Dear Tony Abbott

two small electronic kit components

image credit:

This is what carbon dioxide detectors look like before a technician puts them into a nice portable case with a meter attached. You can order one online for less than US$20. The same website also has a range of other detectors designed to detect different invisible, odourless gases.

I would have thought that you might have stopped digging now on this gobsmacking line you’ve been running about how vewy, vewy difficult it is for anybody to detect an invisible, odourless gas, but not only are you still insisting that CO2 is weightless, you keep on implying that it cannot be detected. Doesn’t anybody in the Liberal Party know how to use a search engine? Because finding these sold online took me all of 2 minutes.

Of course, carbon dioxide is also not the only carbon emission that will be being regulated under the new carbon pricing scheme, another fact of which you are no doubt well aware but are choosing to simply ignore in favour of simplistic misrepresentation.

Your contempt for the voters of this nation is outrageous.

Categories: culture wars, education, environment, media, parties and factions, technology

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5 replies

  1. Hahaha WIN. No gold stars for you Abbott; conservatism proves yet again that its force is through ignorance. Very effective tactic.

  2. The “Liberal” party is not exactly the “evidence based science” party.
    I still want to sue them for false advertising. Liberal. HAH.

  3. Okay, casting my mind back to about year 8 chemistry class (so this was back in 1984, back when the dinosaurs roamed the earth), I can remember learning that CO2 was a colourless, odourless and tasteless gas (COT) which was heavier than air and which was present in our atmosphere in moderate amounts. I can remember learning that “air” is a mixture of gases, primarily gaseous nitrogen (N2) and oxygen (O2) and that the gas which is most abundant in the atmospheric mix was actually N2, coming in at about 25%. O2 was about another 20%.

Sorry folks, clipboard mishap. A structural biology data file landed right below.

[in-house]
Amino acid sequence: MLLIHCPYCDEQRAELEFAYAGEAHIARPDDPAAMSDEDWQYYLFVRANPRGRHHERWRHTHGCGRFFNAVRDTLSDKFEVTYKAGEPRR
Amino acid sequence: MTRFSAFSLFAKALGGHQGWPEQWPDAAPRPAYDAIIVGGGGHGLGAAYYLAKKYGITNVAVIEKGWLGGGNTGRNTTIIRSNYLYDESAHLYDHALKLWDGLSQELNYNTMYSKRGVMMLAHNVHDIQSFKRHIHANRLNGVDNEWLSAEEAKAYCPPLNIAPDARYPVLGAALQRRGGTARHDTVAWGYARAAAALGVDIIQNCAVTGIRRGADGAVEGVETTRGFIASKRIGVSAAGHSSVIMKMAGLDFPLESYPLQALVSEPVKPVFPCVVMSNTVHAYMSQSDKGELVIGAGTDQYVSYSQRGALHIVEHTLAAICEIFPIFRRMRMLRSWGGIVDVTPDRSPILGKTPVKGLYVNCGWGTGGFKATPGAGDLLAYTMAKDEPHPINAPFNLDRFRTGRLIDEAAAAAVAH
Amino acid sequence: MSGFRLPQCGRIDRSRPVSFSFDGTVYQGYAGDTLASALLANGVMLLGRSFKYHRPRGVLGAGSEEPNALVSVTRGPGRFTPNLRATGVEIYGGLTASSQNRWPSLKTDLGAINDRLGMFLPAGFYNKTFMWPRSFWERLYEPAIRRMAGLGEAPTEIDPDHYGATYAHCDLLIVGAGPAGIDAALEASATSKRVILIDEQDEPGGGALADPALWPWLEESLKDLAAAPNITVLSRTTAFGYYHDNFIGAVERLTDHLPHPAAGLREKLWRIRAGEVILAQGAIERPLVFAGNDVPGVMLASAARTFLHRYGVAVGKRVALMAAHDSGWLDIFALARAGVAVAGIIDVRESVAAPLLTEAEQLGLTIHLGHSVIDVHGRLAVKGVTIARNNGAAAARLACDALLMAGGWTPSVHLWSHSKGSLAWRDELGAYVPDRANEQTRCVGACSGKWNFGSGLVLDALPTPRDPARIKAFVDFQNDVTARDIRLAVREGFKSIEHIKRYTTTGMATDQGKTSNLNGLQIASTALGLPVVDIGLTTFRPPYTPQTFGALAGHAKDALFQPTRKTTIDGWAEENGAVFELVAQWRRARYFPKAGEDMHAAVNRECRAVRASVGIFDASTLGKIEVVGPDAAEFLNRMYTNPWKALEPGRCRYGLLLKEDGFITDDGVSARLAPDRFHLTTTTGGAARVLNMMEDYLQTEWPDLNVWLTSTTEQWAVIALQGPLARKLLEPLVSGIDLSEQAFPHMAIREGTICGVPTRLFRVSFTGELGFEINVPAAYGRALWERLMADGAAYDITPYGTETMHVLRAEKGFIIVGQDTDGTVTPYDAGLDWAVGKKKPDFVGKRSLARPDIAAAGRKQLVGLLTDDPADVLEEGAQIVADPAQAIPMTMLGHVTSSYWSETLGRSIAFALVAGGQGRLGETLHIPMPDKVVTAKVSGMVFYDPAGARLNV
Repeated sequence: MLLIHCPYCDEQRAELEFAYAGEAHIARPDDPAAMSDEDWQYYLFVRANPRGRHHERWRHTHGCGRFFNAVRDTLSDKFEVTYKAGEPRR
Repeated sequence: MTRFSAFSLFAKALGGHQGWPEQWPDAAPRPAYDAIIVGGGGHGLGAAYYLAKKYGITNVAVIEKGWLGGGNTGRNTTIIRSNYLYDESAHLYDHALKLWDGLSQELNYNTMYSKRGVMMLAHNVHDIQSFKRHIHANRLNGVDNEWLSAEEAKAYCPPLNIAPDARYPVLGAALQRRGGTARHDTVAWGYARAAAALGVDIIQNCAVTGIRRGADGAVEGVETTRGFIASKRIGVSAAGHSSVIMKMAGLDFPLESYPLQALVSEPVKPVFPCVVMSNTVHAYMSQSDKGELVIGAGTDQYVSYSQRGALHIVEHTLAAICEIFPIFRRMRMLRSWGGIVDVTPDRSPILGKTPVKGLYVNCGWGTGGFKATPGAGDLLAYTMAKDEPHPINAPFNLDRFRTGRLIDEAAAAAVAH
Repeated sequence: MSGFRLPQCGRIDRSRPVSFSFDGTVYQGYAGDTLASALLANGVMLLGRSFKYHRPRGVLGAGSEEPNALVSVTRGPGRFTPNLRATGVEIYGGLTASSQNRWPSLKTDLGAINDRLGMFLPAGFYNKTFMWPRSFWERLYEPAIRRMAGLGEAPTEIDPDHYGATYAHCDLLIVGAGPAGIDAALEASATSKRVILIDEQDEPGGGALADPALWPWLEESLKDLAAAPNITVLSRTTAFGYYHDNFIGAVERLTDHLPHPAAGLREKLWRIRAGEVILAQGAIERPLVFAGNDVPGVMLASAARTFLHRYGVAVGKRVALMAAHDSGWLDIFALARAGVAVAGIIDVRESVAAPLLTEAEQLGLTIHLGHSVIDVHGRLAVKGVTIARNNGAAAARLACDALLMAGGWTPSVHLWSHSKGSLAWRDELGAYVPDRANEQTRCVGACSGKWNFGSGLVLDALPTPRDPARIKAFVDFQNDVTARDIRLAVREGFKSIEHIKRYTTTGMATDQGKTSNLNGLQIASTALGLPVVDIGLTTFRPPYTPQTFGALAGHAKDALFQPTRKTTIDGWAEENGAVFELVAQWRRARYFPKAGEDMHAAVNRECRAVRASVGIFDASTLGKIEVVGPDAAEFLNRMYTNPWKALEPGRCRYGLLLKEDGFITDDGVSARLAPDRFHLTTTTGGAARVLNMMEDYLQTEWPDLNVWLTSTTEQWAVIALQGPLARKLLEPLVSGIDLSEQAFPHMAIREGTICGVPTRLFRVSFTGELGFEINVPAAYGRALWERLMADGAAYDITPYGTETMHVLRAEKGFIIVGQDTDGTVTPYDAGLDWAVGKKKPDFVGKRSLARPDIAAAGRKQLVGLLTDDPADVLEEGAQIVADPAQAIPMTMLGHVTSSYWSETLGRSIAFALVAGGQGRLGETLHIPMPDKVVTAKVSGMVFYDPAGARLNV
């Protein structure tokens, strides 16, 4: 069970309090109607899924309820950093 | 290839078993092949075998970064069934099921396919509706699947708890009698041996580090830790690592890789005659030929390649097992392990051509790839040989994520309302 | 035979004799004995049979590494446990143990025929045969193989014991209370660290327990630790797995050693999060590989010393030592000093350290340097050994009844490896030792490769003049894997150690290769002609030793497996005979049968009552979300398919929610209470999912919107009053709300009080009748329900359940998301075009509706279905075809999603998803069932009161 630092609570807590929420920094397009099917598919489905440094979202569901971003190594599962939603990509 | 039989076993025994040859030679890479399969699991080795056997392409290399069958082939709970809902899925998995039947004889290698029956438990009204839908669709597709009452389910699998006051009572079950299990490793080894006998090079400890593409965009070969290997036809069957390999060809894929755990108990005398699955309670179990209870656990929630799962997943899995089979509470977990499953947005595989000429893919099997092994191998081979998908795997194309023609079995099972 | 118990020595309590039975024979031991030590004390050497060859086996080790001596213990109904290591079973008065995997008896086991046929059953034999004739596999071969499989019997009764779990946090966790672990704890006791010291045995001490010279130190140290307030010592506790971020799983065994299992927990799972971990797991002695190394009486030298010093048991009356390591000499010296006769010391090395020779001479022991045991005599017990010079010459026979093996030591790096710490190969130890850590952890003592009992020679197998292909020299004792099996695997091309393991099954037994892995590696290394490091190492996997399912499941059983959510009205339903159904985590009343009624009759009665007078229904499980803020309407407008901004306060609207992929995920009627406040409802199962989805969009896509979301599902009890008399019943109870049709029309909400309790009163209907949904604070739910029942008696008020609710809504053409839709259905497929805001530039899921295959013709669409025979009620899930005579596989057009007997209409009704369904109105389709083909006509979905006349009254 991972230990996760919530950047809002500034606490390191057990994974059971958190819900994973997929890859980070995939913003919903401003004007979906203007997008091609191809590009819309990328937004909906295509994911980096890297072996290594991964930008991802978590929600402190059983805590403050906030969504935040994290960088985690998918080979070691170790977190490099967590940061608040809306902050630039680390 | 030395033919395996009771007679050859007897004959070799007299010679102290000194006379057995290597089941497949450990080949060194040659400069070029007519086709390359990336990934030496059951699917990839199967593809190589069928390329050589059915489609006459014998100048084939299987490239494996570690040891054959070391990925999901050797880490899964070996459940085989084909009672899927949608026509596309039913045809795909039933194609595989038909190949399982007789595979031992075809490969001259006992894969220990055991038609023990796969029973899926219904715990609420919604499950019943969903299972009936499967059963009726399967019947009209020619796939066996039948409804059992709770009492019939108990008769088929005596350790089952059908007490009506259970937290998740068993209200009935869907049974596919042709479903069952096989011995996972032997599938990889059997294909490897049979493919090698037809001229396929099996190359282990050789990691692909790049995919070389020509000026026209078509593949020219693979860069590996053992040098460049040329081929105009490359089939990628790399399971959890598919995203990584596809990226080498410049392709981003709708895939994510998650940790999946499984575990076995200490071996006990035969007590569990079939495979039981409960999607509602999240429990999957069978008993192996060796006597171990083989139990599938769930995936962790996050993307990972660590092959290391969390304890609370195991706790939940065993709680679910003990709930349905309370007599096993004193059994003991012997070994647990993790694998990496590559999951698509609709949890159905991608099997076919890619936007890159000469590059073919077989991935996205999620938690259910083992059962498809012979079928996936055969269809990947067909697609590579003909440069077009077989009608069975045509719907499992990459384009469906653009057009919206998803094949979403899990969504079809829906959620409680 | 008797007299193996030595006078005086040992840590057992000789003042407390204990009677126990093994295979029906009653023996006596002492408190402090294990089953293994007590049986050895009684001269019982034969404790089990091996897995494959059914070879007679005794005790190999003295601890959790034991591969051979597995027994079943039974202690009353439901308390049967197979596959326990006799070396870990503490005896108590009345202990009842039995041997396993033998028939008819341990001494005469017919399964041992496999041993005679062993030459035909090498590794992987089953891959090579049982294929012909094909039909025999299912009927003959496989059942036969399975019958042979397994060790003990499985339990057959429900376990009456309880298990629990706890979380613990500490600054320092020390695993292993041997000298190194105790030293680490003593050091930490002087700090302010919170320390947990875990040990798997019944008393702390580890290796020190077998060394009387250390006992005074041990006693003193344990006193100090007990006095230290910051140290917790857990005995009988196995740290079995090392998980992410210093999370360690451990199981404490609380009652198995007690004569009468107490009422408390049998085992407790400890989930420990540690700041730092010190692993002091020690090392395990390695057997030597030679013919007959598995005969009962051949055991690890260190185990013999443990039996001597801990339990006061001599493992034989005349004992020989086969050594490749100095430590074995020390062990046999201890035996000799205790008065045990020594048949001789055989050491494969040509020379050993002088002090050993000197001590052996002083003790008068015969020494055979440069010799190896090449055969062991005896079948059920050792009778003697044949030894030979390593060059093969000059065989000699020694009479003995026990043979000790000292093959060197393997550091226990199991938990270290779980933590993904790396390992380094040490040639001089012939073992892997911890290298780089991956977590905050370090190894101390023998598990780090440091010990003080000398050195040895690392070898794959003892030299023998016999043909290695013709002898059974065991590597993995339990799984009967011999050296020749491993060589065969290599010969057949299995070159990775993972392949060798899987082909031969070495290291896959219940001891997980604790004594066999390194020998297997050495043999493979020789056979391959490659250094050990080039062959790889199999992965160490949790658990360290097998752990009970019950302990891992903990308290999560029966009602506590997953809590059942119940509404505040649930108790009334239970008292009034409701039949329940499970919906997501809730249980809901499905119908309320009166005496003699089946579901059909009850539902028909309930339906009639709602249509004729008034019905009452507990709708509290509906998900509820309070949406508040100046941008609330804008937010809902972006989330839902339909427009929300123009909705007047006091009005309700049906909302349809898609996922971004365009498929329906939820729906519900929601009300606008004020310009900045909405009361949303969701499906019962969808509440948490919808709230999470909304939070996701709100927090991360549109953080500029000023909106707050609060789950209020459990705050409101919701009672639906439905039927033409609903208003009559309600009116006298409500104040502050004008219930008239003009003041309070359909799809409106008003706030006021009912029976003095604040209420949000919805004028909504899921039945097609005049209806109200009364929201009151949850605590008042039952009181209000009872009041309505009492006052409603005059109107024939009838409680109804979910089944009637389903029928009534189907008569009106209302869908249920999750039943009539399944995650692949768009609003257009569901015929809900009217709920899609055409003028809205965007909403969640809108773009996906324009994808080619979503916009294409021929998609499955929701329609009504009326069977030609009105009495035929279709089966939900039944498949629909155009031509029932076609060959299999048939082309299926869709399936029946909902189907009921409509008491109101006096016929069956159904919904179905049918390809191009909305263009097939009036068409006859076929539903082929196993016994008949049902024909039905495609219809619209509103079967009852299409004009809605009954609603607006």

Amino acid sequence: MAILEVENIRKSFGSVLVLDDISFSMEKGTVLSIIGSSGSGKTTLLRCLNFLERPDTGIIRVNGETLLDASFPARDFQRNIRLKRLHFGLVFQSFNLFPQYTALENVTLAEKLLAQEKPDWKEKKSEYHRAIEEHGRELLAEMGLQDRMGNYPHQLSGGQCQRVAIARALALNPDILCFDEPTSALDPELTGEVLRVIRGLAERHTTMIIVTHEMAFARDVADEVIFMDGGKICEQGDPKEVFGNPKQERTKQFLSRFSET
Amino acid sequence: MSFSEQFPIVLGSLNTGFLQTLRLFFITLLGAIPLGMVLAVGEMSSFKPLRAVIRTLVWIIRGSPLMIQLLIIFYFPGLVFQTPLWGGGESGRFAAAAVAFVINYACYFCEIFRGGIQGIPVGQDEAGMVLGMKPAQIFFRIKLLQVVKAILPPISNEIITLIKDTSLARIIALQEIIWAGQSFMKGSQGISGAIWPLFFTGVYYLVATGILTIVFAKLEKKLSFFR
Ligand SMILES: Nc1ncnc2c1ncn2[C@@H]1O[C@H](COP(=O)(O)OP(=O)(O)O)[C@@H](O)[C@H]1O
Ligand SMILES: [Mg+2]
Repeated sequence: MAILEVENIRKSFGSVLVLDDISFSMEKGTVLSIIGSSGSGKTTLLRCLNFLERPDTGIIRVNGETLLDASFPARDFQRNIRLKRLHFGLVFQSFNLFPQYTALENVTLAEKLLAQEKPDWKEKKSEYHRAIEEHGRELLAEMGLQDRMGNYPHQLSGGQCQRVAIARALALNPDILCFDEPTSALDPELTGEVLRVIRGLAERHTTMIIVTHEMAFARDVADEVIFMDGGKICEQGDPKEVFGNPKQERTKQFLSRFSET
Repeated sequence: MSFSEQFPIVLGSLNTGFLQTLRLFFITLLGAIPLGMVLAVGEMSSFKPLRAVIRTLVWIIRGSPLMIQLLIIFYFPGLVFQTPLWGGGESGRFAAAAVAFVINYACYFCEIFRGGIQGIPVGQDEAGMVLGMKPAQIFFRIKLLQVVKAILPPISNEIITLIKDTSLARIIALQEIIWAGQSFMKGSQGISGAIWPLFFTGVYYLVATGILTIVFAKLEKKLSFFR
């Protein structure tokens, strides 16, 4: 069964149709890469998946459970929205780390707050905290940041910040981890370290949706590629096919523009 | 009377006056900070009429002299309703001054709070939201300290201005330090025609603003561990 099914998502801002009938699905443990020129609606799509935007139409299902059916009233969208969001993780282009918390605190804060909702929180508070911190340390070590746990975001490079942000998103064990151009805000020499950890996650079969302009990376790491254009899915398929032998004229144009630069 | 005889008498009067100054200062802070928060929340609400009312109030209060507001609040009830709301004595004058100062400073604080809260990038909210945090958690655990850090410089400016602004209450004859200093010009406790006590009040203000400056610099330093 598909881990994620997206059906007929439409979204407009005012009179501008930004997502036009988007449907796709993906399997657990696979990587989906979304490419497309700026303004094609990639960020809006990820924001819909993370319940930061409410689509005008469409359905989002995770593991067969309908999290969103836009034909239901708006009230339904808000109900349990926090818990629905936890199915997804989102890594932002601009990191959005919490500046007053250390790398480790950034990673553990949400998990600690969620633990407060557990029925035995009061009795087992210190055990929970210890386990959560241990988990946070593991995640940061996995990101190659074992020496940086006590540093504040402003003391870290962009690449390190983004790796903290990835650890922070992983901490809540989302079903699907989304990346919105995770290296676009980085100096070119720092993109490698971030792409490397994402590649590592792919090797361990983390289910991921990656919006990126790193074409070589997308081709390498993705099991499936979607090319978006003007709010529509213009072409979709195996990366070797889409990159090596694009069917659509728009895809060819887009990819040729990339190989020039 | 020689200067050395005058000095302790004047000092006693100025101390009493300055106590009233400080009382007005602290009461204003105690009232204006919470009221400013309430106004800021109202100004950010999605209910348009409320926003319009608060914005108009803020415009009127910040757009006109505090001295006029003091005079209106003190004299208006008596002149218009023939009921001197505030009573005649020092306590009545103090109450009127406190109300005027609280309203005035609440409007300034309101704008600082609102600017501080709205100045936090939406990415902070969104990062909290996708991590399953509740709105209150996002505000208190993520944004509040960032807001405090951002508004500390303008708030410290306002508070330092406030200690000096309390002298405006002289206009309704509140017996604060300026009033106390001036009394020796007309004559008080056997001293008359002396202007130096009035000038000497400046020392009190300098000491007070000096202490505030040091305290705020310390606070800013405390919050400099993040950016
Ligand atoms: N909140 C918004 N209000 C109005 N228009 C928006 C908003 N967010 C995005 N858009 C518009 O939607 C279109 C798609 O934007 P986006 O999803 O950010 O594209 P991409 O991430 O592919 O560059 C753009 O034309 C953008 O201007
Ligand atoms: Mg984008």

Double checking this now (because I know my memory has gotten rather rusty over the years), I discover that I was extremely wrong about the approximate percentage of gaseous nitrogen – it’s actually about 78%. O2 is closer to 21%, followed by water vapour (H2O) at anywhere between 1 – 5%, then Argon (Ar), a “noble gas”, at about 1%, followed by CO2 at approximately 0.03% of the atmosphere.
    (Info from <a href="</a&gt;.)
    Double-checking my science there took approximately three to five seconds, the majority of which time was spent opening a new tab for the google search and coming up with the search terms. Then another 1 – 2s actually reading to check my percentages. Hardly a huge expenditure of time, but it stops me looking (as much of) a fool on Teh Intarwebs.

  4. The “weightless” quote also amazes me, I suppose he was trying to say as it is a gas it is weightless, just sort of floats about up there causing no-one any harm.
    Carbon Dioxide happens to be a gas at room temperature. Cool it and you get dry ice which is course is neither “weightless’ nor a gas.
    Dihydrogen monoxide happens to be a liquid at room temperature but becomes a “weightless” gas when heated (steam).
    I was entertained when Mike Quigley took the reporting of the NBN “Hacking” to task in such a way as to make the media look foolish. All he needed to do was present the facts. Although a little technical, it needed to be done and showed how the media has “dumbed down” issues.
    Would be nice to see a climate scientist take the same confrontational approach to the media on climate science.

  5. Someone point a CO2 fire extinguisher at his head and pull the trigger. Or lock him in a sealed room for several days breathing his own hot air. Let’s see if he still believes that it is impossible to detect an odourless and invisible gas – after he passes out and is woken up again of course. I know we’re not supposed to have religious tests for politicians, but maybe we need a “[redacted] test” to weed out those who failed primary school level chemistry.

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